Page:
Respiratory and cardiovascular action of a stable enkephalin-analog (EA), D-met2-pro5-enkephalinamide, were studied in decerebrate male Wistar rats. Injection of a small dose of EA (10 μg/kg) into the right atrium produced apnea, bradycardia and hypotension within 1 to 2 sec. These effects lasted for 2 to 4 sec. Apnea was followed by a period of fast and shallow breathing which lasted for 7 to 10 min. The decrease in heart rate and mean blood pressure was 26 ± 3% (S.E.) and 12 ± 1.5% (S.E.), respectively. Higher doses of EA used in this study (100,500 and 1,000 μg/kg, right atrium) produced similar responses. However, the durations of apnea and fast and shallow breathing and magnitudes of bradycardia and hypotension were greater with the higher doses. Bilateral vagotomy (low in the neck) abolished these effects. These actions are typical of pulmonary J receptor stimulation. Nerve recording experiments in artificially ventilated rats showed that interruption of vagal innervation to the lungs abolished the EA-induced cessation of phrenic nerve activity (apnea), increased frequency of phrenic nerve bursts (fast breathing) and decreased spike activity in each burst (shallow breathing). These results suggested that EA stimulated lung sensory receptors. Of the known lung sensory receptors (stretch, irritant and J receptors), only pulmonary J receptors are known to produce apnea, bradycardia and hypotension. Direct recordings from pulmonary J receptor fibers in thin filaments of vagus confirmed that EA stimulates these receptors.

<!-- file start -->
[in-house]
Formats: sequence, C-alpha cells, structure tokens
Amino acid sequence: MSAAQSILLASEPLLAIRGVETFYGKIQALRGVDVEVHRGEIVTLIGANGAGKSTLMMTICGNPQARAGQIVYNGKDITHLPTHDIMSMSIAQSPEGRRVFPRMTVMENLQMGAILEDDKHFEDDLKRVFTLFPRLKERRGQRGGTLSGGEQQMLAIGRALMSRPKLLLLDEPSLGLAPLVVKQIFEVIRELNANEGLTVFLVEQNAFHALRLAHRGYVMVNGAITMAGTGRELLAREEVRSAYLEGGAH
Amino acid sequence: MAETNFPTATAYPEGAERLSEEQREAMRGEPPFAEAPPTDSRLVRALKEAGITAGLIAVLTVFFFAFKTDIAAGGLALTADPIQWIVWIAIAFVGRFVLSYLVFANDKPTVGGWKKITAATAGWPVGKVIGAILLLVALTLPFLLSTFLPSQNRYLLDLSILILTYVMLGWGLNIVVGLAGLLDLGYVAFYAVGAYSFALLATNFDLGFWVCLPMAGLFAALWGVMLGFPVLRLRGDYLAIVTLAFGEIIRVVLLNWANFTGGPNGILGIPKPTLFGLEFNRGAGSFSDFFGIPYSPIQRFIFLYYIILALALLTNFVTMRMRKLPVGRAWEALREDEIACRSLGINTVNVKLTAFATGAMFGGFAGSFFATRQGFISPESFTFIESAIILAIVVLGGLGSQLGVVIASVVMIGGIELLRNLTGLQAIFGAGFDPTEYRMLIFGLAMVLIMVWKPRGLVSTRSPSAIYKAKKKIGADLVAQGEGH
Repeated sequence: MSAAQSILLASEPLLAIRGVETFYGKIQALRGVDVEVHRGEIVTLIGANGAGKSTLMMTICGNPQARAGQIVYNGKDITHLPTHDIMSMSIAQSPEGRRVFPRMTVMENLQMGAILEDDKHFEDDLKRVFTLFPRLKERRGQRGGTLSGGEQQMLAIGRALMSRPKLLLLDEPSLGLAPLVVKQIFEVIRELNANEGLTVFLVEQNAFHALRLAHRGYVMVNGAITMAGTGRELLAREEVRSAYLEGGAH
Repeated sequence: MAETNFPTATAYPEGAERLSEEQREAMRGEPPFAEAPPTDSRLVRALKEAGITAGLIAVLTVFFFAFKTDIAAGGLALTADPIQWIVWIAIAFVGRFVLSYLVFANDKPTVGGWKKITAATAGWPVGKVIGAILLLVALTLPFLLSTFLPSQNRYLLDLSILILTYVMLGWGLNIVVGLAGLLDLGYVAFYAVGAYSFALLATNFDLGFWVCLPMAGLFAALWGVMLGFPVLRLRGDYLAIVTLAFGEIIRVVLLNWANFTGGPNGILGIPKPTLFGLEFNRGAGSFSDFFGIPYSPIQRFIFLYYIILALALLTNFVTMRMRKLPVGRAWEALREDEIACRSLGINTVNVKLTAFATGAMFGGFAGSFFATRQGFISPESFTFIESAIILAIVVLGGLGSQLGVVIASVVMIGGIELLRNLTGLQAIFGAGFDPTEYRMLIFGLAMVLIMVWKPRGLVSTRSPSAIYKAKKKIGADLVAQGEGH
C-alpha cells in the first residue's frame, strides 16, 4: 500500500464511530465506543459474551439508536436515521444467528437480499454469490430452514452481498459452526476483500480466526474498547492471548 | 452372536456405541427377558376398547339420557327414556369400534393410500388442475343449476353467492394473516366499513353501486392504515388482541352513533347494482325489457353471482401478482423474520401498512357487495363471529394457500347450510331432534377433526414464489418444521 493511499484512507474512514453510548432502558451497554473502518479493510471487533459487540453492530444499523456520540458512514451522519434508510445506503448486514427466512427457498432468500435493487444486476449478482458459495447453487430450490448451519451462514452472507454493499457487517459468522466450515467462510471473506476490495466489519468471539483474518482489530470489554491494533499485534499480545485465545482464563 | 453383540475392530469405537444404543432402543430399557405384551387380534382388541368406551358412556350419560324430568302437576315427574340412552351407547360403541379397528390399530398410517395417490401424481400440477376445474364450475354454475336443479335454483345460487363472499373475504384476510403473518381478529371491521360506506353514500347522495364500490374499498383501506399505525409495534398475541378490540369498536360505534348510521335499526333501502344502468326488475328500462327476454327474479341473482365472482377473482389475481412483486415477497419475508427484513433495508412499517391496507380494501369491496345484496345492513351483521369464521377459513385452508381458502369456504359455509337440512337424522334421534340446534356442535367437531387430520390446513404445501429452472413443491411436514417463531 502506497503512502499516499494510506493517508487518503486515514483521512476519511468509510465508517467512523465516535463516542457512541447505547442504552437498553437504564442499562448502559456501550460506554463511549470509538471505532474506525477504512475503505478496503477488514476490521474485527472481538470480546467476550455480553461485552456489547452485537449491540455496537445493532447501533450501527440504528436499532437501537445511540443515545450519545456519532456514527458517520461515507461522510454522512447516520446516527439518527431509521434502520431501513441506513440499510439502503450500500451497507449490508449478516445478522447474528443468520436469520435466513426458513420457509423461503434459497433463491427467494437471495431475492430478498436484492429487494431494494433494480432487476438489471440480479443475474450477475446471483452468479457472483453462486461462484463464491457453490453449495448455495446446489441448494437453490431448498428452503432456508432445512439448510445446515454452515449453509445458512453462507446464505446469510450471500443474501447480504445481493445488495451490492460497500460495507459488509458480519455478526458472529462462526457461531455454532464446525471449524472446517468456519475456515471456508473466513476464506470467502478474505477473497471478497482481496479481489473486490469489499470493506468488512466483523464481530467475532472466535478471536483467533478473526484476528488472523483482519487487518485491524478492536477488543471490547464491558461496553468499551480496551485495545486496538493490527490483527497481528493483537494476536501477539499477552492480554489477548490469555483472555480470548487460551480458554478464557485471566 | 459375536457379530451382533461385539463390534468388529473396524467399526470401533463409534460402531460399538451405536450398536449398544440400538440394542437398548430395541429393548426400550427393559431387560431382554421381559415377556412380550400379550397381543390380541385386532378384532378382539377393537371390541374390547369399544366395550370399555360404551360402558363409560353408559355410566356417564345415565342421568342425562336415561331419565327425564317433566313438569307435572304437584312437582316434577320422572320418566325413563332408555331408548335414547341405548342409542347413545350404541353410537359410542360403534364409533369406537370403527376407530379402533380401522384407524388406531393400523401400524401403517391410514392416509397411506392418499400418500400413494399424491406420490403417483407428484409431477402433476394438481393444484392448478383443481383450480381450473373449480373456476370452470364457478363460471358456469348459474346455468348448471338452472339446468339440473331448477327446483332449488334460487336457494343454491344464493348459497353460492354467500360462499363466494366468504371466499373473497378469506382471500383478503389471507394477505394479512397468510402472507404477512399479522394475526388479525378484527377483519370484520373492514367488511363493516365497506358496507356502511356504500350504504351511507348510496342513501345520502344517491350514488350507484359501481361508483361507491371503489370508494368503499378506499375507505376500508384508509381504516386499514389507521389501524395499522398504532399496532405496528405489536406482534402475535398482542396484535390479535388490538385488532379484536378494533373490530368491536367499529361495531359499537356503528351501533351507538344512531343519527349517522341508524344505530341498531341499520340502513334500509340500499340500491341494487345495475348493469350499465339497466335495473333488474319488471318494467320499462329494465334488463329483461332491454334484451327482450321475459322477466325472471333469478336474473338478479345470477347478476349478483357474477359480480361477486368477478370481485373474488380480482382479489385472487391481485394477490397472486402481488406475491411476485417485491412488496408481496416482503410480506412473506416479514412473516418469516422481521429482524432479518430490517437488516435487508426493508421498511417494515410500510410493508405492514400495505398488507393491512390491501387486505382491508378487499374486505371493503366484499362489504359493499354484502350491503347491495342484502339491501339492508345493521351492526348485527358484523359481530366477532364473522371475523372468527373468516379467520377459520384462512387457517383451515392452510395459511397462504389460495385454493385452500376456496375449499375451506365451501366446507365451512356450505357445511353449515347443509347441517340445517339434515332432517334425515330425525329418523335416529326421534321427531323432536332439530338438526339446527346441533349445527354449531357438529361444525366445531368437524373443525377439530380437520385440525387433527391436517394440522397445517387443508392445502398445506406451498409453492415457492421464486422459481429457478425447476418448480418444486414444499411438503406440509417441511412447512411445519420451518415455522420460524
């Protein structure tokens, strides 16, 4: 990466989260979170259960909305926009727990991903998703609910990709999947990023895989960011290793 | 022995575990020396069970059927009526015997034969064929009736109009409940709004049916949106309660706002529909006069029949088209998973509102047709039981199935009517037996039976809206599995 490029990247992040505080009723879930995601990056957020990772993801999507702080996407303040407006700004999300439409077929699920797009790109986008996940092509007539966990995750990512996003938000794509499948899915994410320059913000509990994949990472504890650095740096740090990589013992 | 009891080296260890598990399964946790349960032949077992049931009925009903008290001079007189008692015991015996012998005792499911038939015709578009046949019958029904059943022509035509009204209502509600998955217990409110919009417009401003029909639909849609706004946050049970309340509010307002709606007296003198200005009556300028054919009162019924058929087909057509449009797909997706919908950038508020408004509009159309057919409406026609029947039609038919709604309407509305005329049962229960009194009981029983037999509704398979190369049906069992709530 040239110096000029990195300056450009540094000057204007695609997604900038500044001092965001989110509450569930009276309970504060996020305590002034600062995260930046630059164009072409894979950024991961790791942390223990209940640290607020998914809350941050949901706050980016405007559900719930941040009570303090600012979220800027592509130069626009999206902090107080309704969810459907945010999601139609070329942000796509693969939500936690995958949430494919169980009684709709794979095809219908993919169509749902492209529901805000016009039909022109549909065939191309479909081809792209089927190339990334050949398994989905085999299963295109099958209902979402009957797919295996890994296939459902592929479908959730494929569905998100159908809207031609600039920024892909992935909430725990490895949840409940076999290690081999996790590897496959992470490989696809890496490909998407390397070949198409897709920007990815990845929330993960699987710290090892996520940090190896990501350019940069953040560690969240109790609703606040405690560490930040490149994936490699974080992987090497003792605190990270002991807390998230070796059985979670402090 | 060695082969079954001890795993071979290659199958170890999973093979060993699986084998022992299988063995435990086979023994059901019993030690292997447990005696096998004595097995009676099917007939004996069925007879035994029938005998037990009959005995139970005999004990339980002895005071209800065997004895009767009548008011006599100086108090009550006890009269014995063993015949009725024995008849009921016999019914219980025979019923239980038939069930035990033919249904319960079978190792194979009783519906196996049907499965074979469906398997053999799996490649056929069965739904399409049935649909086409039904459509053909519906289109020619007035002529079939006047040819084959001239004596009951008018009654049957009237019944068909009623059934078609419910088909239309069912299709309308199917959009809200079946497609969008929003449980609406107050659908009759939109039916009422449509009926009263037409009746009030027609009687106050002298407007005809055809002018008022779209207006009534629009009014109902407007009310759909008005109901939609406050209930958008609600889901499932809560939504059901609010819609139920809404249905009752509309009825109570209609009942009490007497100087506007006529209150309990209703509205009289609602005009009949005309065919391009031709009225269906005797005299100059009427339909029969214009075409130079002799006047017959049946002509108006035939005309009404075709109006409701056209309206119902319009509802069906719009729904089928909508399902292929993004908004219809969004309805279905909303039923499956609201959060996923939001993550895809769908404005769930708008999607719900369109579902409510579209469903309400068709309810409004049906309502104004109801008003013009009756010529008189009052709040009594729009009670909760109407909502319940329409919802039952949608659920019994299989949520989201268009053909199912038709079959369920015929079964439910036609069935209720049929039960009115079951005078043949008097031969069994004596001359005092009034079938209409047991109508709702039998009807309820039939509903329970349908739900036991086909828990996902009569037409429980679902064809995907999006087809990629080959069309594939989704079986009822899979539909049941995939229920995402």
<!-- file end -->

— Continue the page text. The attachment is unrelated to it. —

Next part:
|Original language||English (US)|
|Number of pages||7|
|Journal||Journal of Pharmacology and Experimental Therapeutics|
|State||Published - 1981|
All Science Journal Classification (ASJC) codes
- Molecular Medicine